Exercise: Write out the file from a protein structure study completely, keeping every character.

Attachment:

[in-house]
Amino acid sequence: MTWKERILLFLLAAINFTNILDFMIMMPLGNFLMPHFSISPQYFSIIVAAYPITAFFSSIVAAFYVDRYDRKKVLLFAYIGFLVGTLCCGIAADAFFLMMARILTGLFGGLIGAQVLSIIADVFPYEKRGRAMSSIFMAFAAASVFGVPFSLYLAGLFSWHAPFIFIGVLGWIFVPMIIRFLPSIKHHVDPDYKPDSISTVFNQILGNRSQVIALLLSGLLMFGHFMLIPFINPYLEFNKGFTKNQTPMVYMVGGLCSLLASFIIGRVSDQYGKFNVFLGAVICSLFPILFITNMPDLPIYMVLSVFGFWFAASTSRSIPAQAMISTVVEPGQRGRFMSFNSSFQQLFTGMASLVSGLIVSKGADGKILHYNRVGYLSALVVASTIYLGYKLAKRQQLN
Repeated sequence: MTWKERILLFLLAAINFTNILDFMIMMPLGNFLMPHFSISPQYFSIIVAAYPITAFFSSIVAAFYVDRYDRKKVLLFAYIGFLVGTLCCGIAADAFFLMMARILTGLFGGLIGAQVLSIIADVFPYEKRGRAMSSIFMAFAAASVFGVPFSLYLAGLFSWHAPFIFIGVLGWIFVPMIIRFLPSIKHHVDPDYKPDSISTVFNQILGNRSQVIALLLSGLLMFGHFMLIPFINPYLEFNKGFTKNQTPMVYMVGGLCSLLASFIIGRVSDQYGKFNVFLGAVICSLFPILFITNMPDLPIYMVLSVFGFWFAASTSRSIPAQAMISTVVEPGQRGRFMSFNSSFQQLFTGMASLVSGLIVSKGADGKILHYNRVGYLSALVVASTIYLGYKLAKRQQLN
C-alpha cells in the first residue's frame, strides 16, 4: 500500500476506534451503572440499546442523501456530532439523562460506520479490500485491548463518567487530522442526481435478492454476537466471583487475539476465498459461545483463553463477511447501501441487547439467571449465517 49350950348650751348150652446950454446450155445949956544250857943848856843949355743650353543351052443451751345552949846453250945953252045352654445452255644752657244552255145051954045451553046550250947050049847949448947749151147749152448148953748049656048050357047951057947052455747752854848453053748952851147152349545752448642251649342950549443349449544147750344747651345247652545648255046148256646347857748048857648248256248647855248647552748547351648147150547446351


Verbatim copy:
[in-house]
Amino acid sequence: MTWKERILLFLLAAINFTNILDFMIMMPLGNFLMPHFSISPQYFSIIVAAYPITAFFSSIVAAFYVDRYDRKKVLLFAYIGFLVGTLCCGIAADAFFLMMARILTGLFGGLIGAQVLSIIADVFPYEKRGRAMSSIFMAFAAASVFGVPFSLYLAGLFSWHAPFIFIGVLGWIFVPMIIRFLPSIKHHVDPDYKPDSISTVFNQILGNRSQVIALLLSGLLMFGHFMLIPFINPYLEFNKGFTKNQTPMVYMVGGLCSLLASFIIGRVSDQYGKFNVFLGAVICSLFPILFITNMPDLPIYMVLSVFGFWFAASTSRSIPAQAMISTVVEPGQRGRFMSFNSSFQQLFTGMASLVSGLIVSKGADGKILHYNRVGYLSALVVASTIYLGYKLAKRQQLN
Repeated sequence: MTWKERILLFLLAAINFTNILDFMIMMPLGNFLMPHFSISPQYFSIIVAAYPITAFFSSIVAAFYVDRYDRKKVLLFAYIGFLVGTLCCGIAADAFFLMMARILTGLFGGLIGAQVLSIIADVFPYEKRGRAMSSIFMAFAAASVFGVPFSLYLAGLFSWHAPFIFIGVLGWIFVPMIIRFLPSIKHHVDPDYKPDSISTVFNQILGNRSQVIALLLSGLLMFGHFMLIPFINPYLEFNKGFTKNQTPMVYMVGGLCSLLASFIIGRVSDQYGKFNVFLGAVICSLFPILFITNMPDLPIYMVLSVFGFWFAASTSRSIPAQAMISTVVEPGQRGRFMSFNSSFQQLFTGMASLVSGLIVSKGADGKILHYNRVGYLSALVVASTIYLGYKLAKRQQLN
C-alpha cells in the first residue's frame, strides 16, 4: 500500500476506534451503572440499546442523501456530532439523562460506520479490500485491548463518567487530522442526481435478492454476537466471583487475539476465498459461545483463553463477511447501501441487547439467571449465517 49350950348650751348150652446950454446450155445949956544250857943848856843949355743650353543351052443451751345552949846453250945953252045352654445452255644752657244552255145051954045451553046550250947050049847949448947749151147749152448148953748049656048050357047951057947052455747752854848453053748952851147152349545752448642251649342950549443349449544147750344747651345247652545648255046148256646347857748048857648248256248647855248647552748547351648147150547446351